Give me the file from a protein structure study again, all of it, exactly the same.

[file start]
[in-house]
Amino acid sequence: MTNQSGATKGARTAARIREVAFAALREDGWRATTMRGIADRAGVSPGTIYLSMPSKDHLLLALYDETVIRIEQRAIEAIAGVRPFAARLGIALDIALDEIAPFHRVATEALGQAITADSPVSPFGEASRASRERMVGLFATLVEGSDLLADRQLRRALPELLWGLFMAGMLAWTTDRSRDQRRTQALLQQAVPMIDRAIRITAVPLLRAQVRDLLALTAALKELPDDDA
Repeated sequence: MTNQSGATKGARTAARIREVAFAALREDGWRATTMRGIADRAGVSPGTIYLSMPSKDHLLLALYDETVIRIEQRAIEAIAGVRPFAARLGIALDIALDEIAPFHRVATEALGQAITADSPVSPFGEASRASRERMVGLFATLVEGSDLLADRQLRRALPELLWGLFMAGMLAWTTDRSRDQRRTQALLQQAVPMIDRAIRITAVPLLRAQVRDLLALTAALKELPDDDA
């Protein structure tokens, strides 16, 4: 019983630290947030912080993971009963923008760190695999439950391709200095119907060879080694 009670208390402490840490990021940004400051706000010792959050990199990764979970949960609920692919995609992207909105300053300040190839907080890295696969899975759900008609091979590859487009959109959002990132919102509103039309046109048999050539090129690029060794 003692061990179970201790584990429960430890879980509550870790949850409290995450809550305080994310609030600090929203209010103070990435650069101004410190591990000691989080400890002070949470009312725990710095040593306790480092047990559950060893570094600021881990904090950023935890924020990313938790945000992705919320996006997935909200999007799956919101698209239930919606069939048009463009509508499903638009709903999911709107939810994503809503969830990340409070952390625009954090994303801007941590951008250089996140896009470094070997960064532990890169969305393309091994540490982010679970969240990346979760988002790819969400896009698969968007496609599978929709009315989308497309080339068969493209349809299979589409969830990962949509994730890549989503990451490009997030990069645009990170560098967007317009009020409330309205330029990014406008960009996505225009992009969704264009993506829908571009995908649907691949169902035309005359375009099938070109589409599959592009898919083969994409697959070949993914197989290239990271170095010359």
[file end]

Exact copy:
[in-house]
Amino acid sequence: MTNQSGATKGARTAARIREVAFAALREDGWRATTMRGIADRAGVSPGTIYLSMPSKDHLLLALYDETVIRIEQRAIEAIAGVRPFAARLGIALDIALDEIAPFHRVATEALGQAITADSPVSPFGEASRASRERMVGLFATLVEGSDLLADRQLRRALPELLWGLFMAGMLAWTTDRSRDQRRTQALLQQAVPMIDRAIRITAVPLLRAQVRDLLALTAALKELPDDDA
Repeated sequence: MTNQSGATKGARTAARIREVAFAALREDGWRATTMRGIADRAGVSPGTIYLSMPSKDHLLLALYDETVIRIEQRAIEAIAGVRPFAARLGIALDIALDEIAPFHRVATEALGQAITADSPVSPFGEASRASRERMVGLFATLVEGSDLLADRQLRRALPELLWGLFMAGMLAWTTDRSRDQRRTQALLQQAVPMIDRAIRITAVPLLRAQVRDLLALTAALKELPDDDA
């Protein structure tokens, strides 16, 4: 019983630290947030912080993971009963923008760190695999439950391709200095119907060879080694 009670208390402490840490990021940004400051706000010792959050990199990764979970949960609920692919995609992207909105300053300040190839907080890295696969899975759900008609091979590859487009959109959002990132919102509103039309046109048999050539090129690029060794 003692061990179970201790584990429960430890879980509550870790949850409290995450809550305080994310609030600090929203209010103070990435650069101004410190591990000691989080400890002070949470009312725990710095040593306790480092047990559950060893570094600021881990904090950023935890924020990313938790945000992705919320996006997935909200999007799956919101698209239930919606069939048009463009509508499903638009709903999911709107939810994503809503969830990340409070952390625009954090994303801007941590951008250089996140896009470094070997960064532990890169969305393309091994540490982010679970969240990346979760988002790819969400896009698969968007496609599978929709009315989308497309080339068969493209349809299979589409969830990962949509994730890549989503990451490009997030990069645009990170560098967007317009009020409330309205330029990014406008960009996505225009992009969704264009993506829908571009995908649907691949169902035309005359375009099938070109589409599959592009898919083969994409697959070949993914197989290239990271170095010359």